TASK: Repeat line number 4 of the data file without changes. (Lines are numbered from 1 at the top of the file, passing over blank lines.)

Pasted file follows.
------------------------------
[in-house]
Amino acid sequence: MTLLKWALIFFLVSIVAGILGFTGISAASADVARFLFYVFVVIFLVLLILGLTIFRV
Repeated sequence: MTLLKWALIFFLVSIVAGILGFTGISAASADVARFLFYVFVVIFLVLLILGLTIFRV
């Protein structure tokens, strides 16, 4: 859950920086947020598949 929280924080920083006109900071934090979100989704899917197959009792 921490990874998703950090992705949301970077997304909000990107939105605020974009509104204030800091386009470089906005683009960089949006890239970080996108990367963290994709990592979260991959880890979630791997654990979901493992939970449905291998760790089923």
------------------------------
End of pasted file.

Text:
């Protein structure tokens, strides 16, 4: 859950920086947020598949 929280924080920083006109900071934090979100989704899917197959009792 921490990874998703950090992705949301970077997304909000990107939105605020974009509104204030800091386009470089906005683009960089949006890239970080996108990367963290994709990592979260991959880890979630791997654990979901493992939970449905291998760790089923």